One of the biggest criticisms levelled at George Lucas’ Star Wars prequels was that the films used too much CGI. so it’s little wonder that JJ Abrams and co wanted to keep The Force Awakens special effects as realistic as possible.
What we didn’t realise was just how real some of the shots actually were – with one of the most impressive examples involving not laser space battles or weird alien species but Rey’s amazing self-raising loaf of bread…
In the film we see the young scavenger return to her AT-AT home on Jakku and drop a sachet into some water to create a magical piece of bread. What we didn’t cop, however, was that the effect wasn’t CGI at all.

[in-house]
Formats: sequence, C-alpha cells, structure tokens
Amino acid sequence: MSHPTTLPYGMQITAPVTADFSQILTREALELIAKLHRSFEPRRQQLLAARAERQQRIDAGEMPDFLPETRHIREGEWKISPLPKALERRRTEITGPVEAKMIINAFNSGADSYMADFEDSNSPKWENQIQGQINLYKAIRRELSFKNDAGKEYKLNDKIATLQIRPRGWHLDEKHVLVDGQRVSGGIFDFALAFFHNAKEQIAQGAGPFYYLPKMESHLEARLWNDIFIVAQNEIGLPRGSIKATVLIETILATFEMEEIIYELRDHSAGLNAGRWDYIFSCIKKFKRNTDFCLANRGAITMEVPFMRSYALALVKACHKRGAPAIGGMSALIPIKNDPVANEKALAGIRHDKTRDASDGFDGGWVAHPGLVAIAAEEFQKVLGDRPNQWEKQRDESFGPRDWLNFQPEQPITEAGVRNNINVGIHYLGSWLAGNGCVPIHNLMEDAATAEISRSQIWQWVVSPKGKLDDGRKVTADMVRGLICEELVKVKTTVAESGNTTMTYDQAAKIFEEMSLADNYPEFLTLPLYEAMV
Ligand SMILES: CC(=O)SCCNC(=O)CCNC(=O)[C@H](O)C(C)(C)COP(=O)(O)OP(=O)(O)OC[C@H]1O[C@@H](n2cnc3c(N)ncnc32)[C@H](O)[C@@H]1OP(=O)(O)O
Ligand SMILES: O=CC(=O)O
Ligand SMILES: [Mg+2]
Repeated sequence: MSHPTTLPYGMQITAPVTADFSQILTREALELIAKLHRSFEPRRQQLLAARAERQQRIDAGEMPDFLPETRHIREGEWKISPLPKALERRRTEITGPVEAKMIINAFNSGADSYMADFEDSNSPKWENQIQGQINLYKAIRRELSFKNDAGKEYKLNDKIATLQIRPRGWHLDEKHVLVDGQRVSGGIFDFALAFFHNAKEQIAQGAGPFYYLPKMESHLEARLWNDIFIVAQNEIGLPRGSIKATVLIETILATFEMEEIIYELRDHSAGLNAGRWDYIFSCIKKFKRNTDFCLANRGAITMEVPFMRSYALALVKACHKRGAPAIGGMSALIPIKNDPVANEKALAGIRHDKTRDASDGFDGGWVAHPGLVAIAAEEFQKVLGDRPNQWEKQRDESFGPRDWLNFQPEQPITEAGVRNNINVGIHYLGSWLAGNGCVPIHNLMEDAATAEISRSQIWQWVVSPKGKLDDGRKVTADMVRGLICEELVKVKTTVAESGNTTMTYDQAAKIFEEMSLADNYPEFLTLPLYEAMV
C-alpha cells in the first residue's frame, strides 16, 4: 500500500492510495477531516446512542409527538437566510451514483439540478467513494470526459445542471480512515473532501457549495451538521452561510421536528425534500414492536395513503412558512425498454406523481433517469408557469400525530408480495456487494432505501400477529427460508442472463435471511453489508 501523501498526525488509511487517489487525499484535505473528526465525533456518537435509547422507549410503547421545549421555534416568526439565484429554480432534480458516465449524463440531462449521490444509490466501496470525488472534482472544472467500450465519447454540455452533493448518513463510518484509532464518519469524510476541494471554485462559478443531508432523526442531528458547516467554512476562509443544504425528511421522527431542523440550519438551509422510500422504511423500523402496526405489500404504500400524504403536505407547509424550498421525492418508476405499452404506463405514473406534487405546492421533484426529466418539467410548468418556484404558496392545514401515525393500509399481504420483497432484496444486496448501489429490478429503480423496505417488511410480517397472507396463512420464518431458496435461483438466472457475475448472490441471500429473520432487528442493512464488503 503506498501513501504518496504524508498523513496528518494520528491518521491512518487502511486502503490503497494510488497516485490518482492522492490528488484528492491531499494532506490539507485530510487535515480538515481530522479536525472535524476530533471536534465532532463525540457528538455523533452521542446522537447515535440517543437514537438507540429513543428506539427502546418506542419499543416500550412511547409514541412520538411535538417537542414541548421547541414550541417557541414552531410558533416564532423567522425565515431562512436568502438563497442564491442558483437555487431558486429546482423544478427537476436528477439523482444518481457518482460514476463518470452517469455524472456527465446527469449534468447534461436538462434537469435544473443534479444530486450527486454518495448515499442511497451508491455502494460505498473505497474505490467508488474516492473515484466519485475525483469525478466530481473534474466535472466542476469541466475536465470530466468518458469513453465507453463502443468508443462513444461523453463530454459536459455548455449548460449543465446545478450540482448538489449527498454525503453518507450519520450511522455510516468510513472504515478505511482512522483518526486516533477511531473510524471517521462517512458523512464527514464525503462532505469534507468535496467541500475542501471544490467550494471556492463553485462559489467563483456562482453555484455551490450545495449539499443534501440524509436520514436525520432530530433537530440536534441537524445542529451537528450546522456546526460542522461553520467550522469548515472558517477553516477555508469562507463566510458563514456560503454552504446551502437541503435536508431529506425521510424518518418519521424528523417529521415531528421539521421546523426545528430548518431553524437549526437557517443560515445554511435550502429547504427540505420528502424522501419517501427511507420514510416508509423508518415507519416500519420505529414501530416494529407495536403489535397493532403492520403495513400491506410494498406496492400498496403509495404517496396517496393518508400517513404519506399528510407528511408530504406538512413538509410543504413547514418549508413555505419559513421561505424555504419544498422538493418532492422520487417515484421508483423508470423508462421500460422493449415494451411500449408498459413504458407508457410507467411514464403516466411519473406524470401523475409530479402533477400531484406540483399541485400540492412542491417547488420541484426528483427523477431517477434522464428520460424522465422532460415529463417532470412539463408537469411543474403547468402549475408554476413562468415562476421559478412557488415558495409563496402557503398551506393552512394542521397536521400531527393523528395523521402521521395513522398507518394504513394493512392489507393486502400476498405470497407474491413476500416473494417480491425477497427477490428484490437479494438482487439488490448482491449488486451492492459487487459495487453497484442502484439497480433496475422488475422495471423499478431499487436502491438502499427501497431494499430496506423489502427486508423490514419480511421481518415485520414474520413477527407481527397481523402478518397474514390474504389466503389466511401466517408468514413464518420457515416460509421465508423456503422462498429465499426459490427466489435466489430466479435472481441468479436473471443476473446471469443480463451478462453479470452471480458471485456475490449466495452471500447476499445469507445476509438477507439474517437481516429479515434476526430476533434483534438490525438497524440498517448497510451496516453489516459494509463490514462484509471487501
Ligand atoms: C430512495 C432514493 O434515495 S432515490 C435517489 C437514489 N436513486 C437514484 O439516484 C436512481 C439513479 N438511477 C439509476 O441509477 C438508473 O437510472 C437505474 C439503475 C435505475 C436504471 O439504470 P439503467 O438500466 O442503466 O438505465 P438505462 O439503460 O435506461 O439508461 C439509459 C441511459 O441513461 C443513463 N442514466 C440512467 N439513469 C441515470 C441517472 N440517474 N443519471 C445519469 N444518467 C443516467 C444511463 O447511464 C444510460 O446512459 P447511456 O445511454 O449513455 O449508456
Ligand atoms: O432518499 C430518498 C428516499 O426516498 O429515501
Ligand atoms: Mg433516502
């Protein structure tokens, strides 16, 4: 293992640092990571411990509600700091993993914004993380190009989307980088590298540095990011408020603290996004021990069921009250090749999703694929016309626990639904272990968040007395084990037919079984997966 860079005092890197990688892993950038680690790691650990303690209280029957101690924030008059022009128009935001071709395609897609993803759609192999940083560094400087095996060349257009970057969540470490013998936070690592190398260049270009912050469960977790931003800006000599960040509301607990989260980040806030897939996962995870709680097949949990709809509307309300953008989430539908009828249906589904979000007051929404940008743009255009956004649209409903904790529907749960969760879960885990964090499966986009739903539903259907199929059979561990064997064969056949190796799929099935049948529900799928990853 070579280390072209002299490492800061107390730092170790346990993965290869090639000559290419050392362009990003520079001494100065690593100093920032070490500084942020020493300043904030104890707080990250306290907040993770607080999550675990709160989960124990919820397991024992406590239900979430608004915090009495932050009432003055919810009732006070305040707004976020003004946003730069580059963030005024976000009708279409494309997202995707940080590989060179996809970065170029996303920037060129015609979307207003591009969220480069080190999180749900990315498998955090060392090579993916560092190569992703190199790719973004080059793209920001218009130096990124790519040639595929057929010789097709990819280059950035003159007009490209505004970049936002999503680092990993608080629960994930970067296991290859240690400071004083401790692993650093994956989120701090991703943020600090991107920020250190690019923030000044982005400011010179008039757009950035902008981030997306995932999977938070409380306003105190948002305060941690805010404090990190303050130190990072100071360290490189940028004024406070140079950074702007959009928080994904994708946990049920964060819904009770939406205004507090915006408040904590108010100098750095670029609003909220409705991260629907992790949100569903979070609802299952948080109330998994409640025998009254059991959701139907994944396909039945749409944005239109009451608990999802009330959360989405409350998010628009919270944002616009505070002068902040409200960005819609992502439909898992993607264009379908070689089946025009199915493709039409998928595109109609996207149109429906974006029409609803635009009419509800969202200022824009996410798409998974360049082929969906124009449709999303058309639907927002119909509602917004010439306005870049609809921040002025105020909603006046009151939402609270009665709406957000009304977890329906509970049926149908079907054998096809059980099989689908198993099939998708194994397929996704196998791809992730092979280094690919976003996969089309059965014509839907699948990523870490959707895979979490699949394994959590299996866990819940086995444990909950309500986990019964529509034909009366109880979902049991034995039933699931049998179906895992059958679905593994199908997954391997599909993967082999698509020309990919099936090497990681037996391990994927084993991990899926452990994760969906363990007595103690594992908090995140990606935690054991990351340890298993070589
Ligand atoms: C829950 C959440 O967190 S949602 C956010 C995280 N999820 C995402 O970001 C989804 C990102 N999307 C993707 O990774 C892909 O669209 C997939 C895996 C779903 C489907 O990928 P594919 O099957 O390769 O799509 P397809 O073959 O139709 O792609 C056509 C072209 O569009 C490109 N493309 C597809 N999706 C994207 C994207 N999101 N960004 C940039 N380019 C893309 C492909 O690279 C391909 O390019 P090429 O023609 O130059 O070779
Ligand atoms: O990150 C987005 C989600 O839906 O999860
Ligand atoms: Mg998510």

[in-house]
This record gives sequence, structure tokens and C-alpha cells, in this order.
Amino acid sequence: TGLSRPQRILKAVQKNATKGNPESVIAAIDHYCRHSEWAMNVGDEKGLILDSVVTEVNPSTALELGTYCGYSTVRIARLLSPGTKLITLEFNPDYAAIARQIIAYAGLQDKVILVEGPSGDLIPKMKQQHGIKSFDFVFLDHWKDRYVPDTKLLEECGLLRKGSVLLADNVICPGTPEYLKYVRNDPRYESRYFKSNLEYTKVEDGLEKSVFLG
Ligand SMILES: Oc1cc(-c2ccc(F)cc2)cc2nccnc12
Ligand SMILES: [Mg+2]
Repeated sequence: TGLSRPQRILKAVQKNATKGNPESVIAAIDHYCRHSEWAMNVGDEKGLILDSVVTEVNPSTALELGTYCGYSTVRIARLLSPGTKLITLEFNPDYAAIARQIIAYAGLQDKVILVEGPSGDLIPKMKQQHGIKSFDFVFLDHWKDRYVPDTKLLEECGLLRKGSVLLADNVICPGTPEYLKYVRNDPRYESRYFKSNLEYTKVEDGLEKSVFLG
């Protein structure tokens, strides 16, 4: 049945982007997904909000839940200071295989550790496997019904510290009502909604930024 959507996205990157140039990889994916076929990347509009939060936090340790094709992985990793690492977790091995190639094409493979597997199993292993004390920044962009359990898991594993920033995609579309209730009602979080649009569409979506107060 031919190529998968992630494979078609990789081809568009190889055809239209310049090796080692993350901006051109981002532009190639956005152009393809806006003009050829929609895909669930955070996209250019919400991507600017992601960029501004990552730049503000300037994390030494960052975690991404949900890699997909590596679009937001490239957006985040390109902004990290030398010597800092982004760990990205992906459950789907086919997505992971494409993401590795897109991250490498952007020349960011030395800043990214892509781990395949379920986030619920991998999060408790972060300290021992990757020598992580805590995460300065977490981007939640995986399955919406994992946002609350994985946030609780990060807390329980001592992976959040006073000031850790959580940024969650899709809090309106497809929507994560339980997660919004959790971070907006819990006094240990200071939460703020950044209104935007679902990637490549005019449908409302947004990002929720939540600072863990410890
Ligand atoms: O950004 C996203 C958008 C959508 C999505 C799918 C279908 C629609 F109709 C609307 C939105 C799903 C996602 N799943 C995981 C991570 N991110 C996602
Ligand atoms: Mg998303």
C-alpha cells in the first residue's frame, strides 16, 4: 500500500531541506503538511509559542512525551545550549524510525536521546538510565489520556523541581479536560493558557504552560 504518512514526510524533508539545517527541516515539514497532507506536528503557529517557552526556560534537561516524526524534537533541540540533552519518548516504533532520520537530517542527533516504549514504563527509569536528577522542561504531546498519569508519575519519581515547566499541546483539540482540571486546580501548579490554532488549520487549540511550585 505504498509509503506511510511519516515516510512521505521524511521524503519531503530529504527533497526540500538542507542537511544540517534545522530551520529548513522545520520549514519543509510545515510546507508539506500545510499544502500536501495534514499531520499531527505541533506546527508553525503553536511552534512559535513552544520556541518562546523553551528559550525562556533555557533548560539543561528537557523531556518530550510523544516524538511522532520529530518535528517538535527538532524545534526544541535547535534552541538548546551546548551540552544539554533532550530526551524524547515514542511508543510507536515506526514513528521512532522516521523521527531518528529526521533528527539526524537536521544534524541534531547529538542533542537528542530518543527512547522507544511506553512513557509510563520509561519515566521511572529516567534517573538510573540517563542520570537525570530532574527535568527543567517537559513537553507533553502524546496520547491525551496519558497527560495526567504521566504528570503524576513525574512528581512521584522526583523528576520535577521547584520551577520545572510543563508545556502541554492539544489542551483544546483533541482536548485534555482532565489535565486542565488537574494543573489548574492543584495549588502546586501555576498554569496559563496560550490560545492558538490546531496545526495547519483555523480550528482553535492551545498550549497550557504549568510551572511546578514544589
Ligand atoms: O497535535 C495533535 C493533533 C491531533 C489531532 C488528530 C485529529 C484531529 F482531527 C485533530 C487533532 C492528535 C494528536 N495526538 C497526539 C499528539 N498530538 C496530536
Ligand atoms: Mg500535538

Nope, it was actually all real, as revealed by special effects supervisor Chris Corbould in an interview after his Oscar nomination came through. Even his co-workers didn’t know…
About 17 minutes into the interview he reveals that the dehydrated ‘bread powder’ Daisy Ridley dropped into the water was actually landing on top of a deflated piece of fake bread, which was then pumped up as the water was sucked out of the bowl.
And it took about three months to develop, apparently.
“It started off with the mechanics of getting the bread to rise and the liquid to disappear, but then there was the ongoing problem of what colour should the bread be? What consistency should it be?” Corbould told MTV news. “Should it have cracks in it? Should it not have cracks in it?”
As tasty as it looked though, Rey’s loaf wouldn’t get the Paul Hollywood seal of approval.
“You wouldn’t want to eat it!”, Corbould laughed.